Todd hung his head when Clay explained how much he needed someone to confide in – especially when they were both in Iraq and the burden of hiding our relationship was hardest.  Much more was discussed, but in the end Todd offered to sit next to me at the promotion ceremony – for “protection”.  (Now, no one in their right mind thinks that physical harm will come to me for being there.  This is just soldier-buddy speak for “I’ve got Clay’s back on this one, so don’t f*** with him unless you wanna deal with me.”)  This is what buddies do for each other, and I’d be lying if I said that this doesn’t choke me up… a lot…

It was mutually decided that a promotion ceremony is not the appropriate venue to ‘drop the bomb’, so Clay will be meeting with his commander, direct supervisor, and all the troops under him prior to the actual event.

So, as far as I know, Clay will be the first homo on base to openly recognize his partner at an official function.  I will stand tall.   I will be exquisitely – yet tastefully – dressed.  I will look calm, cool and collected; but inside I will feel like a tiny little bug under a giant microscope.  In that instant I am afraid of feeling like that vulnerable little boy who got tripped in the school hallway and called ‘faggot’ – a person I thought I left behind a long time ago.  (And don’t think I haven’t considered asking my friend Dan Choi to come and chain himself to something to distract everyone…)

I will slowly force the air in and out of my lungs so that I won’t turn blue and pass out.  Because no matter how scared or freaked out I am, I will outwardly conduct myself with dignity and respect.

Think of me on Saturday, would you?  And I promise I’ll tell you how it went as soon as I can.

Promotion

Clay is in the National Guard.  His next drill (UTA) will be his first after DADT repeal, and is also the day he will be promoted.  And guess what?  It is also his base’s ‘Family Day’.  Oh, the irony…

(I have never been to any of his base’s family days.  I have never been to any of his promotion ceremonies.  I have never been to any of his deployment ceremonies.  I have never been to any of his homecoming ceremonies.)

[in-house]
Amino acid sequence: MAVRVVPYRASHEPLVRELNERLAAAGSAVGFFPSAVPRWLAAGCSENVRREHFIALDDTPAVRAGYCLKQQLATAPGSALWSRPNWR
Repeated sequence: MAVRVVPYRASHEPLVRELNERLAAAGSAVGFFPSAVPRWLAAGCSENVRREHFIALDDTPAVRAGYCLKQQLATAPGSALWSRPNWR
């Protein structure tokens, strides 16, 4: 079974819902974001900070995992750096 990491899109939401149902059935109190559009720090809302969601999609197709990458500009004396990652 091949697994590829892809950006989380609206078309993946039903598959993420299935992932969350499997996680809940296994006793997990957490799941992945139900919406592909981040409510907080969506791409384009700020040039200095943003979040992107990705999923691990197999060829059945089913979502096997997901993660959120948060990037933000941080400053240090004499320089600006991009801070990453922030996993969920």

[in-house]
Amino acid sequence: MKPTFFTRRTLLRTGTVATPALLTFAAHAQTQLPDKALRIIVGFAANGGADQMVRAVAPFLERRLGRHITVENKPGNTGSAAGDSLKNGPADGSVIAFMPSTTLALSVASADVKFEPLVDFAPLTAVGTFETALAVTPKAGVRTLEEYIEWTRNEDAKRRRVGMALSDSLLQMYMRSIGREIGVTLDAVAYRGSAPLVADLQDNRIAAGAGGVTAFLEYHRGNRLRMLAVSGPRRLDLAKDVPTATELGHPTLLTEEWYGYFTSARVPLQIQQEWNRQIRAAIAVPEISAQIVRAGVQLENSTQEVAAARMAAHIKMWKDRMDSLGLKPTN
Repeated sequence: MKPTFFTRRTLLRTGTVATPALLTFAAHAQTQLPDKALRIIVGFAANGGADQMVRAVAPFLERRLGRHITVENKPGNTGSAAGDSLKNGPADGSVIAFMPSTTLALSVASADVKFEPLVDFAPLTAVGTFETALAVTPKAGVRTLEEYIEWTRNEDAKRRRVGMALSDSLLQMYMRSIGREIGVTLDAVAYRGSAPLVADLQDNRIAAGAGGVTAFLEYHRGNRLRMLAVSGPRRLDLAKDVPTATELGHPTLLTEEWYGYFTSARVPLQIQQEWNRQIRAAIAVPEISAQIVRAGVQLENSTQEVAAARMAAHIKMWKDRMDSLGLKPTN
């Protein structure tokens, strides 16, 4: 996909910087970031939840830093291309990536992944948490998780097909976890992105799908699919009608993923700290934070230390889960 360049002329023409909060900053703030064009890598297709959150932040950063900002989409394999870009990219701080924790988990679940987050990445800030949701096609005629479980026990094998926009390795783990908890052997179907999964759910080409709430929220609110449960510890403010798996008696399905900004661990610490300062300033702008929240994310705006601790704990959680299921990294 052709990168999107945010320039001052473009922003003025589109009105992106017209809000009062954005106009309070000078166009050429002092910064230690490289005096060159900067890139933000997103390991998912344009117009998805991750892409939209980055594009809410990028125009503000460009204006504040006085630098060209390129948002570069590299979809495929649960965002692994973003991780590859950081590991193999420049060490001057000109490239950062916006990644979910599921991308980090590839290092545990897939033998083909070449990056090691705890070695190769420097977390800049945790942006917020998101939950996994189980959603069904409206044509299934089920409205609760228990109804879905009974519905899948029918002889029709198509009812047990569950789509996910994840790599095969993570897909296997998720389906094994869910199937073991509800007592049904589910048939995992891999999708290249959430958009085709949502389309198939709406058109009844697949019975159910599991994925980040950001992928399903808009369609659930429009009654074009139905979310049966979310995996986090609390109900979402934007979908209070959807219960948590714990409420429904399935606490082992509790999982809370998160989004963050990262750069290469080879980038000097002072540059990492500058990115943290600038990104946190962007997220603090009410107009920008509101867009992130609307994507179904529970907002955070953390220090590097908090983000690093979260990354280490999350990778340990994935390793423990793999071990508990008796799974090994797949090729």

This promotion is a big one for Clay, as it was his goal to reach this rank before retirement; and I’ve made it no secret that I want to go to the ceremony.  But I also knew that it would not be me that decides if and when he comes out to his unit.  In fact, when asked about life after DADT repeal, Clay has steadfastly maintained that he doesn’t plan on coming out anytime soon.  He has always said that he doesn’t want to be anyone’s poster boy – that he just wants to do his job, serve his country and be a good soldier.

Yesterday, he asked me to be there when he gets promoted.

Clay has never been comfortable being the center of attention, you see.  He’s always the first one to arrive, and the last one to leave  – quietly doing whatever is necessary to get the job done without worrying about who gets the credit.  He fears that his coming out will be, at best, a distraction from the work that he needs to get done.

But, in just a few days, he will sit down with his his best-friend-on-base (and former supervisor) and have ‘the talk’.  He wants to discuss the possible implications/repercussions for the unit, and Clay chose him to be the first because he respects him above all others.  They went to Iraq together.

It’s all such a crazy mix of emotions… We’ve fought so hard for freedom to serve openly, yet those first steps into that bright spotlight are terrifying and exhilarating at the same time.  What a strange release it is to tear off that suffocating mask, yet hold your breath in anticipation of what’s to come.

Ultimately, it must have felt dishonorable for him to continue this lie after all that has happened.  The official reason for this conflict of integrity – this necessity to deceive in order to serve your country – has vanished with the stroke of a pen.  The door of the cage was cast open, but how resentful he must have been of the bars that promised bittersweet protection if he chose to remain inside.